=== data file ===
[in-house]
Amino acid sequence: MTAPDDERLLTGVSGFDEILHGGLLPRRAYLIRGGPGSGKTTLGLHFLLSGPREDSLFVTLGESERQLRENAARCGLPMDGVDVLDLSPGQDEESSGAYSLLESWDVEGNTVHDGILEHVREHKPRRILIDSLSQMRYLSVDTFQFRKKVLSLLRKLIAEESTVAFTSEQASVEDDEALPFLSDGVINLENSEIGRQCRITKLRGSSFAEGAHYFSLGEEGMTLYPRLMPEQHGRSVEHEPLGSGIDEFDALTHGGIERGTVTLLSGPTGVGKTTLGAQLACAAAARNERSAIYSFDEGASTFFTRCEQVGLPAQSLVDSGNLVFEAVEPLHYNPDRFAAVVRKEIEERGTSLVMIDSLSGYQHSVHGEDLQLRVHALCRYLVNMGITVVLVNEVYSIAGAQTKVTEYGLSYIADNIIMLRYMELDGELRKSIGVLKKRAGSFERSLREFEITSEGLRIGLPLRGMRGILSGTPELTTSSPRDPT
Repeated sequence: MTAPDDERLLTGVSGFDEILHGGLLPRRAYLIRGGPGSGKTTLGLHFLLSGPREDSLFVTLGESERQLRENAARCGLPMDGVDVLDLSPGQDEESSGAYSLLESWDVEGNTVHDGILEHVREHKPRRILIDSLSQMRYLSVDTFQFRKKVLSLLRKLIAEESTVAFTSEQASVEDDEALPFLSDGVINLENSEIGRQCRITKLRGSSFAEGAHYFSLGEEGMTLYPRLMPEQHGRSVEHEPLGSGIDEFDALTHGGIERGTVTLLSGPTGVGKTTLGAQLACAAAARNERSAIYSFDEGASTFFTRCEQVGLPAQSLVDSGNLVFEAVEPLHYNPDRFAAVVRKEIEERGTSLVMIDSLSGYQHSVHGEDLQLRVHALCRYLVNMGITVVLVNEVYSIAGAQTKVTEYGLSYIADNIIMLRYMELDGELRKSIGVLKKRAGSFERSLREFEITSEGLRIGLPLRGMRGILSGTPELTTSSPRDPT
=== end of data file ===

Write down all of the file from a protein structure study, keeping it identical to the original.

[in-house]
Amino acid sequence: MTAPDDERLLTGVSGFDEILHGGLLPRRAYLIRGGPGSGKTTLGLHFLLSGPREDSLFVTLGESERQLRENAARCGLPMDGVDVLDLSPGQDEESSGAYSLLESWDVEGNTVHDGILEHVREHKPRRILIDSLSQMRYLSVDTFQFRKKVLSLLRKLIAEESTVAFTSEQASVEDDEALPFLSDGVINLENSEIGRQCRITKLRGSSFAEGAHYFSLGEEGMTLYPRLMPEQHGRSVEHEPLGSGIDEFDALTHGGIERGTVTLLSGPTGVGKTTLGAQLACAAAARNERSAIYSFDEGASTFFTRCEQVGLPAQSLVDSGNLVFEAVEPLHYNPDRFAAVVRKEIEERGTSLVMIDSLSGYQHSVHGEDLQLRVHALCRYLVNMGITVVLVNEVYSIAGAQTKVTEYGLSYIADNIIMLRYMELDGELRKSIGVLKKRAGSFERSLREFEITSEGLRIGLPLRGMRGILSGTPELTTSSPRDPT
Repeated sequence: MTAPDDERLLTGVSGFDEILHGGLLPRRAYLIRGGPGSGKTTLGLHFLLSGPREDSLFVTLGESERQLRENAARCGLPMDGVDVLDLSPGQDEESSGAYSLLESWDVEGNTVHDGILEHVREHKPRRILIDSLSQMRYLSVDTFQFRKKVLSLLRKLIAEESTVAFTSEQASVEDDEALPFLSDGVINLENSEIGRQCRITKLRGSSFAEGAHYFSLGEEGMTLYPRLMPEQHGRSVEHEPLGSGIDEFDALTHGGIERGTVTLLSGPTGVGKTTLGAQLACAAAARNERSAIYSFDEGASTFFTRCEQVGLPAQSLVDSGNLVFEAVEPLHYNPDRFAAVVRKEIEERGTSLVMIDSLSGYQHSVHGEDLQLRVHALCRYLVNMGITVVLVNEVYSIAGAQTKVTEYGLSYIADNIIMLRYMELDGELRKSIGVLKKRAGSFERSLREFEITSEGLRIGLPLRGMRGILSGTPELTTSSPRDPT